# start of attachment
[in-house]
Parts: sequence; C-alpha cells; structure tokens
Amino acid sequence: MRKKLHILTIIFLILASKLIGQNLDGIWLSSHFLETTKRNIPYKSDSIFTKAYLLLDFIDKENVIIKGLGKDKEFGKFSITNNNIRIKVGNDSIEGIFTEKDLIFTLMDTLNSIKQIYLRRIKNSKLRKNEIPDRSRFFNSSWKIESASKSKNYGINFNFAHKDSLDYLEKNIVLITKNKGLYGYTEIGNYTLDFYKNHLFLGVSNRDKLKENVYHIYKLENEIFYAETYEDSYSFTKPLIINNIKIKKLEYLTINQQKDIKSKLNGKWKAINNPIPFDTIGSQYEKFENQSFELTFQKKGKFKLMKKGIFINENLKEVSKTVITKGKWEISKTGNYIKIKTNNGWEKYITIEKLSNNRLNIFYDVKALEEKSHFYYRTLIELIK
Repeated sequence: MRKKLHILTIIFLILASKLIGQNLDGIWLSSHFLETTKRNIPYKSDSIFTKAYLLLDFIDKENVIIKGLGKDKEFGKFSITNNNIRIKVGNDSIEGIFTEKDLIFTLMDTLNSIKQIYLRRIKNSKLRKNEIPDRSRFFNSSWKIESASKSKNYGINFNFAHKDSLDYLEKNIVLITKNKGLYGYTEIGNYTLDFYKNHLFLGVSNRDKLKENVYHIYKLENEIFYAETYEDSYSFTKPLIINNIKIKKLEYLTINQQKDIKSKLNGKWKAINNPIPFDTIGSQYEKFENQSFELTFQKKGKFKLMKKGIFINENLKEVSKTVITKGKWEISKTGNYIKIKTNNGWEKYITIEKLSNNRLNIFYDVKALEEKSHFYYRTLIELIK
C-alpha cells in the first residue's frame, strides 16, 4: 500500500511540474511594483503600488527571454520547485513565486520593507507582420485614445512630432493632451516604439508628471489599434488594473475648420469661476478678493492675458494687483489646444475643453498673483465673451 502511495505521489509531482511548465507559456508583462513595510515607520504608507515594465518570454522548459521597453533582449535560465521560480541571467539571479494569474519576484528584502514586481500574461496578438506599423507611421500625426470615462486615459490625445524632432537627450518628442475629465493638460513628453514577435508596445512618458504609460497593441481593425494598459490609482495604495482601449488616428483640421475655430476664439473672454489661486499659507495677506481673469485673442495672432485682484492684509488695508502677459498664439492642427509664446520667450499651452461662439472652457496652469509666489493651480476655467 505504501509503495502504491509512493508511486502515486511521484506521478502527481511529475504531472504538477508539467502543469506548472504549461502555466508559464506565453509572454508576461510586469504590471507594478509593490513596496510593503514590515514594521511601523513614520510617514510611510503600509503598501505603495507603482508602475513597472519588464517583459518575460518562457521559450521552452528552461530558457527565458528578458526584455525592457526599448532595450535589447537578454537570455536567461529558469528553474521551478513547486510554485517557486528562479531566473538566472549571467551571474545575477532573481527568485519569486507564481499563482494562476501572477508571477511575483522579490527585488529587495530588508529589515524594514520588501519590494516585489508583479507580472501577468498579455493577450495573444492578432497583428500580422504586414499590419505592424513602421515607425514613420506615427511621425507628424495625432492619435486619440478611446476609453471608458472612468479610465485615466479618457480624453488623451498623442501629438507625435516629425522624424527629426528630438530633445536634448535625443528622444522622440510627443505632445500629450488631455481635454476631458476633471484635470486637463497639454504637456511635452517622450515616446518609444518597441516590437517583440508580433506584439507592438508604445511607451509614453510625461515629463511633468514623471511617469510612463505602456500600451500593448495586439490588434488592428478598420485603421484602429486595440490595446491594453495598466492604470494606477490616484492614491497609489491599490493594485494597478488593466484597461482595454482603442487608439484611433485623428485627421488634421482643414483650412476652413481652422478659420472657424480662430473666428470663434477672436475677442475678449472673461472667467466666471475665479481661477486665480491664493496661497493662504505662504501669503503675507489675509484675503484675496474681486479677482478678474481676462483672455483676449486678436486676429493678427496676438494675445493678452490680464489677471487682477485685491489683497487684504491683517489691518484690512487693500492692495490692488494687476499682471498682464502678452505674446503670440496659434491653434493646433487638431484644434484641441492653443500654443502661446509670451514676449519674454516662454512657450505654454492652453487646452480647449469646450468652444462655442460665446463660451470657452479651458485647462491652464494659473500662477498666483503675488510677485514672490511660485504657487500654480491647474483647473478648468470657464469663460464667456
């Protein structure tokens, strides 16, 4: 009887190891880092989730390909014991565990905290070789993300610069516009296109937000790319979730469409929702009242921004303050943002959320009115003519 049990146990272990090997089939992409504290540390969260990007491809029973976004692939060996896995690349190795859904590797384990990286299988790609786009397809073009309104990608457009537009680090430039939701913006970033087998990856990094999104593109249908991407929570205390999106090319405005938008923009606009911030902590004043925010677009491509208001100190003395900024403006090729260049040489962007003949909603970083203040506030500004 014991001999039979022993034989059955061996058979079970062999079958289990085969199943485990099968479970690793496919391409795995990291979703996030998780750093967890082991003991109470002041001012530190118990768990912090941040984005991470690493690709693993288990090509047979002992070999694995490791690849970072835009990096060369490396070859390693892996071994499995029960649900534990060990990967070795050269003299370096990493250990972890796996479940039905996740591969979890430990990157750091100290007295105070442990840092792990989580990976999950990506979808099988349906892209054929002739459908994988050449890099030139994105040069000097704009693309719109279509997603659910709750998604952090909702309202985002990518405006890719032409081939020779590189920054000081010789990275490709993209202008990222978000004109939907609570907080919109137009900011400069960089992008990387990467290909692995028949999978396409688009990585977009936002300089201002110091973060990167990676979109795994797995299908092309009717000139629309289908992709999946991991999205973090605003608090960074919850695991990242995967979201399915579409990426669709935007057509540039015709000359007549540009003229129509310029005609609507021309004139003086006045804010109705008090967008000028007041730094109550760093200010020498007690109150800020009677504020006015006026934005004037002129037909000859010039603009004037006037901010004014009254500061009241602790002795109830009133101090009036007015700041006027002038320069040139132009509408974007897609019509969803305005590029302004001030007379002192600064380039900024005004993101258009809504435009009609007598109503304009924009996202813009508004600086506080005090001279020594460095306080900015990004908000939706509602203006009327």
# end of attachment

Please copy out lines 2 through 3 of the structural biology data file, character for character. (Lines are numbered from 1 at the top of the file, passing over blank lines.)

Parts: sequence; C-alpha cells; structure tokens
Amino acid sequence: MRKKLHILTIIFLILASKLIGQNLDGIWLSSHFLETTKRNIPYKSDSIFTKAYLLLDFIDKENVIIKGLGKDKEFGKFSITNNNIRIKVGNDSIEGIFTEKDLIFTLMDTLNSIKQIYLRRIKNSKLRKNEIPDRSRFFNSSWKIESASKSKNYGINFNFAHKDSLDYLEKNIVLITKNKGLYGYTEIGNYTLDFYKNHLFLGVSNRDKLKENVYHIYKLENEIFYAETYEDSYSFTKPLIINNIKIKKLEYLTINQQKDIKSKLNGKWKAINNPIPFDTIGSQYEKFENQSFELTFQKKGKFKLMKKGIFINENLKEVSKTVITKGKWEISKTGNYIKIKTNNGWEKYITIEKLSNNRLNIFYDVKALEEKSHFYYRTLIELIK